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Our international colleagues see UK psychology as world leading

Yohohama skyline

I have been travelling a lot over the past week, representing the British Psychological Society at ‘scifoo’ in California and at the International Congress of Psychology (ICP2016) in Yokohama. The lurking plausibility of a Donald Trump Presidency, perplexity over the Brexit result have been common talking points. Our place as psychologists in an international network of scientist and practitioners is hugely important, but needs some nurturing and care… especially now.

Our international colleagues see UK psychology as world leading, especially in fields that require critical or idiosyncratic (or even iconoclastic) thinking. Major worldwide trends in psychology have leading thinkers from UK universities and our admired health and social care system. We need to be continually mindful of our position in major international discussions.

On the one hand, many of our international colleagues are on the cusp of overtaking us in terms of both ideas and delivery. I have liaised closely with Norwegian colleagues over the past few years on conceptual psychosocial models of mental health care.

Now we see an unashamed psychosocial focus in Norway, with a recent ministerial recommendation for universal provision of medication-free services. Norway is approaching a ratio of 1 clinical psychologist for every 500 members of the public; a ratio that would equate to 120,000 clinical psychologists in the UK. While I would proudly suggest that UK psychologists are offering world-leading ideas, some of our international colleagues have leapfrogged us.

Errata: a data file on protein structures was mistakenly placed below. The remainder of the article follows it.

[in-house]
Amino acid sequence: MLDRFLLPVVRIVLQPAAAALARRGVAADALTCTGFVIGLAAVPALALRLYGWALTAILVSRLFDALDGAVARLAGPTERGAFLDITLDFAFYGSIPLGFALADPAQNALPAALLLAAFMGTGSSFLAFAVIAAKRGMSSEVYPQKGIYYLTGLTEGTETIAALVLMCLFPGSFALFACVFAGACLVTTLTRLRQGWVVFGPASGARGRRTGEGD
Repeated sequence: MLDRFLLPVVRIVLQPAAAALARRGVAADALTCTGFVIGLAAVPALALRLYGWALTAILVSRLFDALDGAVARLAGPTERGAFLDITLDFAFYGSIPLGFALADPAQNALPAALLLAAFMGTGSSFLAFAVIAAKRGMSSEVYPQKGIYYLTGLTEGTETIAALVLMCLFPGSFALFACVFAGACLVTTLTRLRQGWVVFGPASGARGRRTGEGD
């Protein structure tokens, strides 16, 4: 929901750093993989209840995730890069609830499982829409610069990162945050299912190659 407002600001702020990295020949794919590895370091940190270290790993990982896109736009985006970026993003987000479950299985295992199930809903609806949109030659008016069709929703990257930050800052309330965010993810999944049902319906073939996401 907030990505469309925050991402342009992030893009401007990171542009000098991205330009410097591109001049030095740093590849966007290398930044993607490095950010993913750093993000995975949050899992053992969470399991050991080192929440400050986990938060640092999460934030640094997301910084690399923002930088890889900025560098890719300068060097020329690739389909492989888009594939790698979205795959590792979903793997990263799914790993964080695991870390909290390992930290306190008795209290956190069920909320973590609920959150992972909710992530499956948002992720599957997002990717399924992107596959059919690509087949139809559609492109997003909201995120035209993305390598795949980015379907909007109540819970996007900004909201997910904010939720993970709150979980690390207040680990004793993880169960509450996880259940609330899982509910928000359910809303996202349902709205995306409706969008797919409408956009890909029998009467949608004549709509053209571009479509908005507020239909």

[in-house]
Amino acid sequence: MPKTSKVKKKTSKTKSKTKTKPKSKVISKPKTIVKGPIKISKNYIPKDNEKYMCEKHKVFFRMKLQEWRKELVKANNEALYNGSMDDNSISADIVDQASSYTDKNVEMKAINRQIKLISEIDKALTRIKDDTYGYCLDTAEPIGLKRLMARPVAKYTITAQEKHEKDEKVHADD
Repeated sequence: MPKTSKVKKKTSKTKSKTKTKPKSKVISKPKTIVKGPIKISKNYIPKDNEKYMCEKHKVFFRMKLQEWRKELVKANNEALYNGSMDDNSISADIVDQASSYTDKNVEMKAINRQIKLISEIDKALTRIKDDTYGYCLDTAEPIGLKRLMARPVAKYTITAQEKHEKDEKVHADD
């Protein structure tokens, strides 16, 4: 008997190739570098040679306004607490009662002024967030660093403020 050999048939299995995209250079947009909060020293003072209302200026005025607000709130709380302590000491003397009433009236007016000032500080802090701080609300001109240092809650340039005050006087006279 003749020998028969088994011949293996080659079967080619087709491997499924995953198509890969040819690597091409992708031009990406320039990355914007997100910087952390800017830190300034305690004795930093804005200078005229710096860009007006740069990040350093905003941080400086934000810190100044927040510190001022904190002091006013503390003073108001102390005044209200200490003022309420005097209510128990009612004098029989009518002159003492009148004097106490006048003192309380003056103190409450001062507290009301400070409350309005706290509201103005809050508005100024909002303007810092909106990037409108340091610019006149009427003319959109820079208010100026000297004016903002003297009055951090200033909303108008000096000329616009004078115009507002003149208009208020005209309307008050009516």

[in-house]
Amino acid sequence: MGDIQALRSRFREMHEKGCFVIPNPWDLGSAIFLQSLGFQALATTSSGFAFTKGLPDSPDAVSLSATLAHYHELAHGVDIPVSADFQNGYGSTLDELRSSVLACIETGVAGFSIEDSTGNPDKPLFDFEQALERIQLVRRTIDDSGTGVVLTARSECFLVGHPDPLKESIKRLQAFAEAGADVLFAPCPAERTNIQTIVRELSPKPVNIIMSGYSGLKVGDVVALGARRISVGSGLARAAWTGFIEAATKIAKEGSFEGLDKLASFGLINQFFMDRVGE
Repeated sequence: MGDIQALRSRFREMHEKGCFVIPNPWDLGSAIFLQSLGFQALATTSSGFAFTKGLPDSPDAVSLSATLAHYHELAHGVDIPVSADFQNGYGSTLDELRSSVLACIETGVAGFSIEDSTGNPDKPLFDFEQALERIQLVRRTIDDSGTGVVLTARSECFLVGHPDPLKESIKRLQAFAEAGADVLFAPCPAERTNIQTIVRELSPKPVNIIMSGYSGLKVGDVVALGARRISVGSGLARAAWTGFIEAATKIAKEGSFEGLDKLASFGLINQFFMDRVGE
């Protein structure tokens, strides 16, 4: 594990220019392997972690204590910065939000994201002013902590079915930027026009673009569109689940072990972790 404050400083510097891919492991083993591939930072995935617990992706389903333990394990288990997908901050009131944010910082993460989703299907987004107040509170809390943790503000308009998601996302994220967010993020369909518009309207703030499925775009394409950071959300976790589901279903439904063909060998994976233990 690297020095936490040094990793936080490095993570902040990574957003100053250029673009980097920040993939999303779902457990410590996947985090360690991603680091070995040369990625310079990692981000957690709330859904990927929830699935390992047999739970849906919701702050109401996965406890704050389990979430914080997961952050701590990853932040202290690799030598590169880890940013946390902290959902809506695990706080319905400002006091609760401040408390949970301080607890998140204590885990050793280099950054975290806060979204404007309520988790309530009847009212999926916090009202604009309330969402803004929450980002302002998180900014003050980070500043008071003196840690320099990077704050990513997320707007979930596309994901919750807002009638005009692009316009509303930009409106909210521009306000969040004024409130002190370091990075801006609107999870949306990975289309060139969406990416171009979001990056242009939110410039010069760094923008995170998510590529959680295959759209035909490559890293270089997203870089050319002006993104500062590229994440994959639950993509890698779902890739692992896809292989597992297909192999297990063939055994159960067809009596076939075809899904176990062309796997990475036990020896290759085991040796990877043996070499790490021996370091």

On the other hand, some of the ideas that are common currency in the UK are rather unknown elsewhere. My views on psychiatric diagnosis and the nature of ‘disorder’ and psychological distress may not be universally accepted, but these debates are vibrant and active in the UK.

We have a number of BPS documents – on psychotic experiences and on the contested nature of diagnosis – and are having active discussions, not only within the BPS, but in such bodies as the Council for Evidence-based Psychiatry, the Critical Psychiatry Network and Mental Health Europe – Sante Mentale Europe.

We’re not at risk of being leapfrogged, but international colleagues seem to be unaware of these discussions, which is just as alarming.

Scifoo is a meeting of leading scientists, largely in the physical sciences. Here, the disputed notion of biomedical psychiatric illness was very positively received, but seemed entirely new and different.

Even at the purely psychological ICP2016, the idea that we need radically different approaches appeared difficult to integrate into colleagues’ views of the core purpose of their profession and discipline. The limitations of traditional psychiatric diagnoses, and the impact of such medicalised language on people’s understanding of the fundamental nature of their problems seemed new to many colleagues.

We need to be nimble and present to maintain our position in international debate. As individual academics and practitioners, we have a responsibility to speak with colleagues across the world. After the Brexit vote, that responsibility is particularly acute.

As President of the BPS, I have a particular responsibility to ensure that our links with the international scientific and professional communities are maintained. Our international profile is good  but it is not guaranteed. The effort involved in maintaining our international links is definitely worth it.